Find a local campaign

Your questions answered

Need more information? Please use the following frequently asked questions for general guidance. For concerns specific to you, please speak to your GP.

Where is the bowel and what does it do?

The large bowel is a long pipe in the digestive system just below the tummy. It absorbs water and nutrients from food and passes waste out of the body as poo.

 

What is bowel cancer?

Bowel cancer is a disease caused when bowel cells multiply out of control and form a lump called a tumour. The tumour cells can spread to other parts of the body.

 

Why is it so important to spot bowel cancer early?

Most people survive bowel cancer that remain in the bowel if they’re treated at this early stage. But if cells are given time to spread to other parts of the body, the chance of survival reduces significantly.

 

I have haemorrhoids (piles); does this mean blood in my poo can’t be caused by bowel cancer?

No. People with haemorrhoids are as likely to get bowel cancer as anyone else. If you have blood in your poo – even if you have haemorrhoids – always check with your GP.

 

Should I be screened for bowel cancer?

Yes.  Screening tests help to detect bowel cancer early, before you have symptoms and can even prevent you getting bowel cancer in the first place.  See our section on bowel screening.

 

There’s a lot of bowel cancer in my family; what can I do?
If you are concerned about your family history, or risk of developing bowel cancer, you should see your GP. If your doctor agrees that you have a strong family history, they will probably refer you to a specialist genetics service, which will look into your background closely by talking through your family history and asking detailed questions about your family's health and illnesses. You may have blood tests as part of this investigation.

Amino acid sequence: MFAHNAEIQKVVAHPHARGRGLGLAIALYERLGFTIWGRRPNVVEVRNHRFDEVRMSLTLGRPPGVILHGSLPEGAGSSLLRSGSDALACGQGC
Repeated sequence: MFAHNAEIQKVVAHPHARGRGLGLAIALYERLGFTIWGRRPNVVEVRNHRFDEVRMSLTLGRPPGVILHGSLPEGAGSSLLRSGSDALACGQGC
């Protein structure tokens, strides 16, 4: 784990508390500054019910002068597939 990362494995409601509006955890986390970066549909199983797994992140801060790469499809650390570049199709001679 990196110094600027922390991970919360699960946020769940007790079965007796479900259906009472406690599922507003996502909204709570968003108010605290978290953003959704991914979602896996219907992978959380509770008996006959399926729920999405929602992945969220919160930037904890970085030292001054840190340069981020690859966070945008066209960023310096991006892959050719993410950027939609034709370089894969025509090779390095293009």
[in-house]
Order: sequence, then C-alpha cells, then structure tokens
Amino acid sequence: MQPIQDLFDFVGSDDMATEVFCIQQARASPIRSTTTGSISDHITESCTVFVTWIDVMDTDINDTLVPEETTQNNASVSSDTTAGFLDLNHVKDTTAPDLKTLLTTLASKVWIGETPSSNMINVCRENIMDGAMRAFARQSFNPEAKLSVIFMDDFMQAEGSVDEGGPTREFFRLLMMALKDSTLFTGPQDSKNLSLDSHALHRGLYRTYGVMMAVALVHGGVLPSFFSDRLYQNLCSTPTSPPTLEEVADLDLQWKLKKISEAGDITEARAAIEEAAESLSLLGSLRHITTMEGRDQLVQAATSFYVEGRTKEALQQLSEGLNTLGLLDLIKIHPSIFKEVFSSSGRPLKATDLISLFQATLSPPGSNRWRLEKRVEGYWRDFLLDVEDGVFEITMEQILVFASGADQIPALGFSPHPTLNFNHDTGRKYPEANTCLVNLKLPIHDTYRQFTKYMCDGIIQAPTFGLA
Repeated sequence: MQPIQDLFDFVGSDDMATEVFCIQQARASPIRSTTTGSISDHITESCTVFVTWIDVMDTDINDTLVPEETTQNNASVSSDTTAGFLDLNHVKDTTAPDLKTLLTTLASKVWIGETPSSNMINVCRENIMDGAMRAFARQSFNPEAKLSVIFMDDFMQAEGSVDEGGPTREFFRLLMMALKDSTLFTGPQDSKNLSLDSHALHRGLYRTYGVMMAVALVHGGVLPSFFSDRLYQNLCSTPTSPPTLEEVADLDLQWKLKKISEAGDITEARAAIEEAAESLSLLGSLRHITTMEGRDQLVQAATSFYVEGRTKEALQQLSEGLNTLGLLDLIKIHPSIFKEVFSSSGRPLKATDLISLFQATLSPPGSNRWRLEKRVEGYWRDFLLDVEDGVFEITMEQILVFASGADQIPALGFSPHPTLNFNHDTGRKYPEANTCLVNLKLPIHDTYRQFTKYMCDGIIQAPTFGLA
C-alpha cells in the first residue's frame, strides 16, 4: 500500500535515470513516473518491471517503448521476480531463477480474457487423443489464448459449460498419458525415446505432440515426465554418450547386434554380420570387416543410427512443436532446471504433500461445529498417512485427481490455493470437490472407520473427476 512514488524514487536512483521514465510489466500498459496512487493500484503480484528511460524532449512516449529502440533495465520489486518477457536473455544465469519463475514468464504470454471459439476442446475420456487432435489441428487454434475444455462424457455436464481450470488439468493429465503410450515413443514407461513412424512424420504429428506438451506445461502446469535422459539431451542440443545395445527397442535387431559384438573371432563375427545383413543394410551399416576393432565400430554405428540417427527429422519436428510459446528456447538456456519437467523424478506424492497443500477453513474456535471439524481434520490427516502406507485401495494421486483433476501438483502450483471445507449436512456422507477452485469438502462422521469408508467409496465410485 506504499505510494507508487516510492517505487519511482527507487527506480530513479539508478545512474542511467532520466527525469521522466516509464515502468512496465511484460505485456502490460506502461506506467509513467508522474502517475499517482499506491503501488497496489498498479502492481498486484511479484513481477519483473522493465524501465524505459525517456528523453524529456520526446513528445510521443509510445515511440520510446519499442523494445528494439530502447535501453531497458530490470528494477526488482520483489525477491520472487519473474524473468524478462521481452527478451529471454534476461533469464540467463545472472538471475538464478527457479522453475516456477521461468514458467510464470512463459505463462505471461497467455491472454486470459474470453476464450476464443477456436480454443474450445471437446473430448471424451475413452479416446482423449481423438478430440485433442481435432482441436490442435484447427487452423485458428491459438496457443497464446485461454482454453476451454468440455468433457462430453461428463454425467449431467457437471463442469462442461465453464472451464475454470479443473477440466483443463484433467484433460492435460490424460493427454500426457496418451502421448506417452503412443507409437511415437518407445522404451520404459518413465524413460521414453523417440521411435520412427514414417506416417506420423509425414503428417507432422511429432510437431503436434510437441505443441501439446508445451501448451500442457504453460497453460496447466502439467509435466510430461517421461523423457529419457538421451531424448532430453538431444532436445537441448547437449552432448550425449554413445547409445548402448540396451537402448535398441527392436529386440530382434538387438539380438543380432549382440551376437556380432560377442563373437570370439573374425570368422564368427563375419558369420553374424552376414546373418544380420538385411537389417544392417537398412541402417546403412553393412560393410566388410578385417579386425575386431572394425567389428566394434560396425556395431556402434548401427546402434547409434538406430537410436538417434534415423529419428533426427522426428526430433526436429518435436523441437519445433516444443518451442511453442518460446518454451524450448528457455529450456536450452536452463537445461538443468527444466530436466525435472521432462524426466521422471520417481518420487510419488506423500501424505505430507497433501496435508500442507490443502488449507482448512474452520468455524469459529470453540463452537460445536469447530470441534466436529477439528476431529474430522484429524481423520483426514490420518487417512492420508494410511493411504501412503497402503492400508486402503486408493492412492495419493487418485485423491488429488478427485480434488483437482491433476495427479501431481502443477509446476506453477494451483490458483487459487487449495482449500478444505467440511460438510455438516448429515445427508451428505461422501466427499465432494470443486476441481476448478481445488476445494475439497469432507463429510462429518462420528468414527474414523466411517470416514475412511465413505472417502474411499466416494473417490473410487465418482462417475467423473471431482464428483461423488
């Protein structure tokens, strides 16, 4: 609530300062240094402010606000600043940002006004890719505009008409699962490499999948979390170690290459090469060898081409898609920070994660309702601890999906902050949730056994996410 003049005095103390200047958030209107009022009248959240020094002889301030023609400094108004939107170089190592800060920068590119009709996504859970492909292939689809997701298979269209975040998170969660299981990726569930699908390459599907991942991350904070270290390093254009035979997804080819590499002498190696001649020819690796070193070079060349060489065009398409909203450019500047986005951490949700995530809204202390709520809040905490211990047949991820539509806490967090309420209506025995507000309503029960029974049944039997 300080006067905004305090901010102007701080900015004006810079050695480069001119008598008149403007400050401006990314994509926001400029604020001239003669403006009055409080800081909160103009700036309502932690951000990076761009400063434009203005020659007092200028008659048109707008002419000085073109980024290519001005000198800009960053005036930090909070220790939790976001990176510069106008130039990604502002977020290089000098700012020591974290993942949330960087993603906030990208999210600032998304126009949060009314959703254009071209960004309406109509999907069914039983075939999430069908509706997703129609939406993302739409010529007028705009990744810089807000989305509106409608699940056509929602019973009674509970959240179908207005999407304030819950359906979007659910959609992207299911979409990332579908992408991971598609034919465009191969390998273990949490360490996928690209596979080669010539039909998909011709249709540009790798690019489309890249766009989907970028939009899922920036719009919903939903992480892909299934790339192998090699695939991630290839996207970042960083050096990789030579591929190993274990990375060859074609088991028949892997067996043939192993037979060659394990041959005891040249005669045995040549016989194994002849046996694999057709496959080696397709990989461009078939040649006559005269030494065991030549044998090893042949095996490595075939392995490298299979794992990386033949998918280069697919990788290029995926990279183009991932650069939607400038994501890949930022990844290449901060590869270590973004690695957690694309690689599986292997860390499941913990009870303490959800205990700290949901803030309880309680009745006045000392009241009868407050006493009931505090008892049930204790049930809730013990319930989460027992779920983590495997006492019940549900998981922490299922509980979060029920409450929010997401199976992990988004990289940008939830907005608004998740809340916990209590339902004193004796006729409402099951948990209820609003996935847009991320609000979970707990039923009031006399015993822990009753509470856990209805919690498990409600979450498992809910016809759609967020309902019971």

If the geneticist agrees that you do have a higher than average risk of bowel cancer, you'll then see a bowel specialist. The bowel specialist will talk to you about having regular tests (screening) to pick up any signs of cancer as early as possible. There is information about screening people at high risk of bowel cancer in this section.

There’s a lot of bowel cancer in my family; what can I do?

If you are concerned about your family history or risk of developing bowel cancer, you should see your GP. If your doctor agrees that you have a strong family history, they will probably refer you to a specialist genetics service. This service will look into your background closely by talking through your family history and asking detailed questions about your family's health and illnesses. You may have blood tests as part of this investigation. 

 

Can I reduce my chances of getting bowel cancer?

Yes. Bowel cancer is a very common type of cancer and over half of cases are caused by lifestyle risks that you can control. These include eating too much red and processed meat, having a large waist size, not eating enough fibre and drinking too much alcohol. How much is too much of any of these things? You can find out more at www.nhs.uk by searching for ‘bowel cancer’.